Morrison said she also would've explained her role as child protection pediatrician, how Kennedy's injury "is out of proportion to the attributed cause" and that police and social services were likely to get involved.

Dr. Kathryn Morrison took special training in Toronto in detecting abuse and neglect in children. She testified by video in James Turpin's manslaughter trial on Wednesday.
Dr. Kathryn Morrison took special training in Toronto in detecting abuse and neglect in children. She testified by video in James Turpin's manslaughter trial on Wednesday. (Catherine Harrop/CBC)

Morrison said Kennedy's medical history was "fairly unremarkable" before the toddler suffered a fatal brain injury, according to one of the pediatricians who examined the toddler at the IWK hospital 17 years ago.

Morrison said the toddler was developing normally for her age. She only had one admission to hospital for dehydration and had never had any kind of surgery. She could walk, string words together and was in the process of learning to potty-train.

"There was nothing to speak of," said Morrison.

Turpin too upset to speak

Although they were cooperative, she noted Turpin was upset, tearful and had a hard time taking part in the interview.

Morrison reviewed what happened the night before and the morning of the incident. The majority of the information was provided by Corrigan because Turpin was too upset to speak.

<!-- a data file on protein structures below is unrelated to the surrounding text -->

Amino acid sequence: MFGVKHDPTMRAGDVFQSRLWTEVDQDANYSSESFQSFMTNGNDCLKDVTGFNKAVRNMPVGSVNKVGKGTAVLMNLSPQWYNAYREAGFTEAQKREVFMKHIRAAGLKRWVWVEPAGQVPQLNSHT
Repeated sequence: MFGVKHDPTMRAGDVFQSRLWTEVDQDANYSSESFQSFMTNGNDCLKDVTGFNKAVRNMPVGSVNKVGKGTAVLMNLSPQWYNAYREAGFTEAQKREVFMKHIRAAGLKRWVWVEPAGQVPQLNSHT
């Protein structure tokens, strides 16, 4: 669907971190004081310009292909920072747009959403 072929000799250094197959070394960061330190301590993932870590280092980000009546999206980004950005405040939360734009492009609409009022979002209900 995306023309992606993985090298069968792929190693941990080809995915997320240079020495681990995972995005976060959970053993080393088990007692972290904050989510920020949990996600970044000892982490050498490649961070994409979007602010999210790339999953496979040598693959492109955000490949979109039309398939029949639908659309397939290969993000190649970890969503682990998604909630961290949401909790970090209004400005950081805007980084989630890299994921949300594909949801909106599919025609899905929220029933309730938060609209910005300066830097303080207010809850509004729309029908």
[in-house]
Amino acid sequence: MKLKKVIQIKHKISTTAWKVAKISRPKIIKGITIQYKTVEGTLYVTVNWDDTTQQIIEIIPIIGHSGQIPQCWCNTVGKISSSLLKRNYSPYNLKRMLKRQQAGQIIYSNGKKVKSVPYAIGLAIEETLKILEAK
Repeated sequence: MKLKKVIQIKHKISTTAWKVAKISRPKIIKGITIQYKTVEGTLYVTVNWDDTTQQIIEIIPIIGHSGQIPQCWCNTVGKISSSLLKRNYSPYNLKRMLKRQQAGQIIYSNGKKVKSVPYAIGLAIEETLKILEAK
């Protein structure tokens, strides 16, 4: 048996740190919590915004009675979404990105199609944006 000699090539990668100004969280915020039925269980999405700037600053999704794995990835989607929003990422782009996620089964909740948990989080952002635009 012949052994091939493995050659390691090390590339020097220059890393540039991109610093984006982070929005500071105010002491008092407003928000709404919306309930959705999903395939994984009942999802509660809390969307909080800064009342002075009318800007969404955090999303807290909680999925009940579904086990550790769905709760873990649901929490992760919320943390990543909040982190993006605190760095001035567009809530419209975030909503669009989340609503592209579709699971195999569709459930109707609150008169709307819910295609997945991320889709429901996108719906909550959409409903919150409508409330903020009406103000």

The night before the incident, Kennedy had thrown up two times. And by morning, she was playing with Turpin's own three-year-old daughter, who was staying with them at the time.

The couple did note Kennedy had taken a fall earlier that week. The back of her head was sensitive but Corrigan said Kennedy didn't cry and bounced back to her normal self right away.

A jury found James Turpin guilty of second-degree murder following a three-week trial in 2016. After an appeal in 2019, a new trial was ordered. This time he's on trial for manslaughter.
A jury found James Turpin guilty of second-degree murder following a three-week trial in 2016. After an appeal in 2019, a new trial was ordered. This time he's on trial for manslaughter.(CBC News)

Morrison said she was told that Kennedy had fallen and hit her head at the bottom of the bathtub. Turpin was in the process of drawing a bath for Kennedy because "she smelled pukey."

After the incident, the toddler had a hard time breathing.

"Kennedy's mom and James said she was herself right before the fall," Morrison said.

Charged in 2015

Turpin wasn't charged in Kennedy's death until 2015, when he was living in Charlo. In 2016, Turpin was found guilty of second-degree murder, but three years later he successfully appealed his conviction.

The Court of Appeal found there wasn't enough evidence of murder but ordered a new trial on the lesser charge of manslaughter.

This marks the third week of Turpin's four-week manslaughter trial, which is being heard by judge alone.